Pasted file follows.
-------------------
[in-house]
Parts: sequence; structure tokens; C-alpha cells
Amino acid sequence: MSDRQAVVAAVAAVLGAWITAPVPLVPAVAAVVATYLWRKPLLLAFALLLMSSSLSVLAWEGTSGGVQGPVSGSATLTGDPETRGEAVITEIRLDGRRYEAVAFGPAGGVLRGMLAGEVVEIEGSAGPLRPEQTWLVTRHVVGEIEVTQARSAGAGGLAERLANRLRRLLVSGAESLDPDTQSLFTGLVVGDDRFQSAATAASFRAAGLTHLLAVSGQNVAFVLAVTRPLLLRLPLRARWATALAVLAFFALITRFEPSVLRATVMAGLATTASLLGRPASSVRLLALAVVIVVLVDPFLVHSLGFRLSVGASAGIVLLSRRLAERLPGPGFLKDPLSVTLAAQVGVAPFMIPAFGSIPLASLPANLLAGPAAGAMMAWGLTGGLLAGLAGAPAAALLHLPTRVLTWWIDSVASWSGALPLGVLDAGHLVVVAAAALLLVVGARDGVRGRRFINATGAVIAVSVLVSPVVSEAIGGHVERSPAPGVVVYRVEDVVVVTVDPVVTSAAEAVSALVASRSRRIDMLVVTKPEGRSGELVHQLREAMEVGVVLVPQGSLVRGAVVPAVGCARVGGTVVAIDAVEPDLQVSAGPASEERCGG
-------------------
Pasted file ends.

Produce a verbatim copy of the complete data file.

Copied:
[in-house]
Parts: sequence; structure tokens; C-alpha cells
Amino acid sequence: MSDRQAVVAAVAAVLGAWITAPVPLVPAVAAVVATYLWRKPLLLAFALLLMSSSLSVLAWEGTSGGVQGPVSGSATLTGDPETRGEAVITEIRLDGRRYEAVAFGPAGGVLRGMLAGEVVEIEGSAGPLRPEQTWLVTRHVVGEIEVTQARSAGAGGLAERLANRLRRLLVSGAESLDPDTQSLFTGLVVGDDRFQSAATAASFRAAGLTHLLAVSGQNVAFVLAVTRPLLLRLPLRARWATALAVLAFFALITRFEPSVLRATVMAGLATTASLLGRPASSVRLLALAVVIVVLVDPFLVHSLGFRLSVGASAGIVLLSRRLAERLPGPGFLKDPLSVTLAAQVGVAPFMIPAFGSIPLASLPANLLAGPAAGAMMAWGLTGGLLAGLAGAPAAALLHLPTRVLTWWIDSVASWSGALPLGVLDAGHLVVVAAAALLLVVGARDGVRGRRFINATGAVIAVSVLVSPVVSEAIGGHVERSPAPGVVVYRVEDVVVVTVDPVVTSAAEAVSALVASRSRRIDMLVVTKPEGRSGELVHQLREAMEVGVVLVPQGSLVRGAVVPAVGCARVGGTVVAIDAVEPDLQVSAGPASEERCGG